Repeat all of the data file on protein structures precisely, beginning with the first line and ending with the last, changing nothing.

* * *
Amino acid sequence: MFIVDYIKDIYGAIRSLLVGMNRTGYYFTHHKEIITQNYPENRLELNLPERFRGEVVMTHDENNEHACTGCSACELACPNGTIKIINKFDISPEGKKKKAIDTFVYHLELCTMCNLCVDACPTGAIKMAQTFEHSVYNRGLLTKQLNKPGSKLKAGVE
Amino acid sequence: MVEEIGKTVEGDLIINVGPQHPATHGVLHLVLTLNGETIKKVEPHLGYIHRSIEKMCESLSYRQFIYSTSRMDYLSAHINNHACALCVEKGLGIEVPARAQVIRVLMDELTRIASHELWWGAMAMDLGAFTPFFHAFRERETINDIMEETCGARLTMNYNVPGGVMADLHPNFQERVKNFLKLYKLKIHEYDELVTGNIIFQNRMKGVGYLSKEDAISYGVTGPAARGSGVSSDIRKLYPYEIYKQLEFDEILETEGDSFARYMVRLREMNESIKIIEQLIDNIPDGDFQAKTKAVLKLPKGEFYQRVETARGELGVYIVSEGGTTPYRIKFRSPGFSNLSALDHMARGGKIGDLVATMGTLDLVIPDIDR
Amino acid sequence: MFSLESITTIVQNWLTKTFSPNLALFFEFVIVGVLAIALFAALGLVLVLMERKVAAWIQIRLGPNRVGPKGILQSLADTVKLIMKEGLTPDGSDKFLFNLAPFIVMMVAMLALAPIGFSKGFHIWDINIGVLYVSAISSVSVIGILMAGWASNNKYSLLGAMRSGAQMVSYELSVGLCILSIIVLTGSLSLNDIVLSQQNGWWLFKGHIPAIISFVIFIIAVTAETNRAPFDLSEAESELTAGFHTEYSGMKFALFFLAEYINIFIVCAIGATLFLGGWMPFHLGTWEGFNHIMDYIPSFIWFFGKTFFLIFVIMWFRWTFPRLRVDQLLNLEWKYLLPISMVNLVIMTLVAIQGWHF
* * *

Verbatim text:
Amino acid sequence: MFIVDYIKDIYGAIRSLLVGMNRTGYYFTHHKEIITQNYPENRLELNLPERFRGEVVMTHDENNEHACTGCSACELACPNGTIKIINKFDISPEGKKKKAIDTFVYHLELCTMCNLCVDACPTGAIKMAQTFEHSVYNRGLLTKQLNKPGSKLKAGVE
Amino acid sequence: MVEEIGKTVEGDLIINVGPQHPATHGVLHLVLTLNGETIKKVEPHLGYIHRSIEKMCESLSYRQFIYSTSRMDYLSAHINNHACALCVEKGLGIEVPARAQVIRVLMDELTRIASHELWWGAMAMDLGAFTPFFHAFRERETINDIMEETCGARLTMNYNVPGGVMADLHPNFQERVKNFLKLYKLKIHEYDELVTGNIIFQNRMKGVGYLSKEDAISYGVTGPAARGSGVSSDIRKLYPYEIYKQLEFDEILETEGDSFARYMVRLREMNESIKIIEQLIDNIPDGDFQAKTKAVLKLPKGEFYQRVETARGELGVYIVSEGGTTPYRIKFRSPGFSNLSALDHMARGGKIGDLVATMGTLDLVIPDIDR
Amino acid sequence: MFSLESITTIVQNWLTKTFSPNLALFFEFVIVGVLAIALFAALGLVLVLMERKVAAWIQIRLGPNRVGPKGILQSLADTVKLIMKEGLTPDGSDKFLFNLAPFIVMMVAMLALAPIGFSKGFHIWDINIGVLYVSAISSVSVIGILMAGWASNNKYSLLGAMRSGAQMVSYELSVGLCILSIIVLTGSLSLNDIVLSQQNGWWLFKGHIPAIISFVIFIIAVTAETNRAPFDLSEAESELTAGFHTEYSGMKFALFFLAEYINIFIVCAIGATLFLGGWMPFHLGTWEGFNHIMDYIPSFIWFFGKTFFLIFVIMWFRWTFPRLRVDQLLNLEWKYLLPISMVNLVIMTLVAIQGWHF